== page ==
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and hopes that might otherwise be unexpressed. With the child’s permission, these concerns may be communicated to parents and the care team.
Child-life specialists typically work “9 to 5” and, thus, are not available to support children, families, and physicians when crises arise outside those hours. Unlike psychiatrists but like nurses and, often, clinical social workers and clinical psychologists, child-life specialists cannot directly bill insurers for their services. In times of particular fiscal stress, their services are vulnerable to discontinuation.
Providers of bereavement care may come from a variety of backgrounds including social work, psychology, and nursing. Helping bereaved people may be a full-time responsibility or one aspect of the work of a chaplain, social worker, funeral director, hospice volunteer, or other interested individual.
Chaplains provide spiritual care to patients and families in hospitals and other care settings. They also provide emotional support and comfort and practical assistance to families coping with the death of a child (Sommer, 2001). As discussed in Chapter 5, provisions for spiritual care are part of hospital accreditation and Medicare hospice requirements. In general, however, the extent of chaplains’ involvement with dying children and their families is little documented or evaluated.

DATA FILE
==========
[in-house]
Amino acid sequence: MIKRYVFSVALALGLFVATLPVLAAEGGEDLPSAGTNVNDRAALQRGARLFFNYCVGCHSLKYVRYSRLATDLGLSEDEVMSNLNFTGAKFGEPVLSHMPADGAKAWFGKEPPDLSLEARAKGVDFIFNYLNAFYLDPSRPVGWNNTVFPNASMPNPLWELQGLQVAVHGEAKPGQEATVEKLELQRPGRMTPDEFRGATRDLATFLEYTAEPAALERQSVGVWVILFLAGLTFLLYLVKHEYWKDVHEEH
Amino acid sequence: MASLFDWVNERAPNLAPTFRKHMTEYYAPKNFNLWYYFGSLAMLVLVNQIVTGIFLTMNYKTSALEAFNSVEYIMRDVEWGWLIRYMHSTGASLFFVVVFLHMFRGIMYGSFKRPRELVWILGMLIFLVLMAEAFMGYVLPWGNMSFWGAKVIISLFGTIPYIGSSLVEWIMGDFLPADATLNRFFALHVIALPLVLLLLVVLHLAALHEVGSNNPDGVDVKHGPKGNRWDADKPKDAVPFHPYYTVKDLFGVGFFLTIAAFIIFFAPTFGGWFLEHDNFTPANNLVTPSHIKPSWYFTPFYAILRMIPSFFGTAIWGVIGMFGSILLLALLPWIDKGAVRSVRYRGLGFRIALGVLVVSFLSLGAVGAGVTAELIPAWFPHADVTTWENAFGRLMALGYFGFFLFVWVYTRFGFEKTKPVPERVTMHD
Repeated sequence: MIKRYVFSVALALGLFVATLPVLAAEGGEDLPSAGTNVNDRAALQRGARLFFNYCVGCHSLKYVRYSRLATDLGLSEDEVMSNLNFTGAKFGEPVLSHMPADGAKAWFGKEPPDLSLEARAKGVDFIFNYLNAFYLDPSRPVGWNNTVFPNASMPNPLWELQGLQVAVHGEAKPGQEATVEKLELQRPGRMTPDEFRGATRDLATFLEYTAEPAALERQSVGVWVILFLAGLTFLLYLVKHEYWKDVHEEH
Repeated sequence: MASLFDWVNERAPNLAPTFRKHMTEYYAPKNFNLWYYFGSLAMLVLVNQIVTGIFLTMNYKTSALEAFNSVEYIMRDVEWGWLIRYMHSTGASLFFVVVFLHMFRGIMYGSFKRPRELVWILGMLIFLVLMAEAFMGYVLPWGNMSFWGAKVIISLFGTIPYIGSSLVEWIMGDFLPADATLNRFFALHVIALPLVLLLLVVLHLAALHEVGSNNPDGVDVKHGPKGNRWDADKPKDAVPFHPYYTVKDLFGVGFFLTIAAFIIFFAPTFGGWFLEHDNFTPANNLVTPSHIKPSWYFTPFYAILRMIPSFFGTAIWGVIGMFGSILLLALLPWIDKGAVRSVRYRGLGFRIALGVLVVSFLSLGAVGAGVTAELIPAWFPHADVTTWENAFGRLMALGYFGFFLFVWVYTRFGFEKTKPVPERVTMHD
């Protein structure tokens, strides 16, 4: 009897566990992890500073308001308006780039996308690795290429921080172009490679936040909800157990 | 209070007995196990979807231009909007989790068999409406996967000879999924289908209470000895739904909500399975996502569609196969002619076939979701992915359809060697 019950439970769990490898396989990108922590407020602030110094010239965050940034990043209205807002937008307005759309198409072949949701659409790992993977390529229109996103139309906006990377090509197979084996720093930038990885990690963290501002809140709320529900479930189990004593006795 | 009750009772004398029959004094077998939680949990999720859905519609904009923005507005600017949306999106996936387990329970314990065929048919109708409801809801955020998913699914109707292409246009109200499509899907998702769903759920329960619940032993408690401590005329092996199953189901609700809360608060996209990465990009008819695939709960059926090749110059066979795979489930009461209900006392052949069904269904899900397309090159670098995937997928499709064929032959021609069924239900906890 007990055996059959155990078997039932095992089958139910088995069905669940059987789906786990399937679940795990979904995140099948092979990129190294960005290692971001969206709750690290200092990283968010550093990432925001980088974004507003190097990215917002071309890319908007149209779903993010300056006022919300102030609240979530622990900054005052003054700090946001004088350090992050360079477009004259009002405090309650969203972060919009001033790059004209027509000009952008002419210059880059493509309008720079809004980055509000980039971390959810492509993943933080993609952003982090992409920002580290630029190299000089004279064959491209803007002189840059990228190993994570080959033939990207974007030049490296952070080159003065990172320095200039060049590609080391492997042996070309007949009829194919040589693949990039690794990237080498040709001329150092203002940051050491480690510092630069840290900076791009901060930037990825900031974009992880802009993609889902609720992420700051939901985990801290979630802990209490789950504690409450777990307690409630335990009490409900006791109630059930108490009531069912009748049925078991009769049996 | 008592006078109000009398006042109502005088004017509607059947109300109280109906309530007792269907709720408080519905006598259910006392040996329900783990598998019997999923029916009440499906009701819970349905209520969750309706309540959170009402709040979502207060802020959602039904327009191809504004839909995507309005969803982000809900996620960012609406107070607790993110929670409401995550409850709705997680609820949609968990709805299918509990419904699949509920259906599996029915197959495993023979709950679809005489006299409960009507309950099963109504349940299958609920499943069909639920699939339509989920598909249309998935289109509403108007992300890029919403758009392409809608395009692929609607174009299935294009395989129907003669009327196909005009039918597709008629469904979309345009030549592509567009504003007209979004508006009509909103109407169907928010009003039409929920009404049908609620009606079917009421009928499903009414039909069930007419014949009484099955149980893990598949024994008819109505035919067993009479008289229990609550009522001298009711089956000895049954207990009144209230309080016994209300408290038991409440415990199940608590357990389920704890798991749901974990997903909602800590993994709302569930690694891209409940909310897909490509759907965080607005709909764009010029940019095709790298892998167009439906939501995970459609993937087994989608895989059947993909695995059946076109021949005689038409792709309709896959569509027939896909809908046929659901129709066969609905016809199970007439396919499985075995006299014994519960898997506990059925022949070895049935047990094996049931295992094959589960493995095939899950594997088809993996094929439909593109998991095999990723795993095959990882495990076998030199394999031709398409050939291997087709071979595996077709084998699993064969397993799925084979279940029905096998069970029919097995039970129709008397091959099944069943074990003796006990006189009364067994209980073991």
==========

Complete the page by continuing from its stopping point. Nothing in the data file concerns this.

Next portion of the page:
Hospital teachers provide individualized and group learning for patients well enough to leave their beds during the day. They also make rounds to help children who are confined to their rooms. Other teachers specialize in home tutoring. Hospital and home teachers can establish close relationships with children, who may feel comfortable sharing concerns with a home teacher rather than adding to their parents’ worries and stress (Weil, 2001). In addition, although such links are more the exception than the rule, videoconferencing and other technologies provide opportunities to help homebound children maintain contact with children, teachers, and resources at their regular school (Bowman, 2001).
Phlebotomists, respiratory therapists, physical therapists, and others who are skilled in working with small patients can reduce the physical and emotional distress caused by diagnostic and therapeutic procedures. Ideally, they will have equipment (e.g., needles and other intravenous equipment, breathing tubes, oxygen masks) appropriate for children of different sizes, and they will also develop skills in reassuring or distracting children and otherwise reducing their fears and anxieties. General hospitals with no pediatric unit are unlikely to have such specialized personnel and equipment.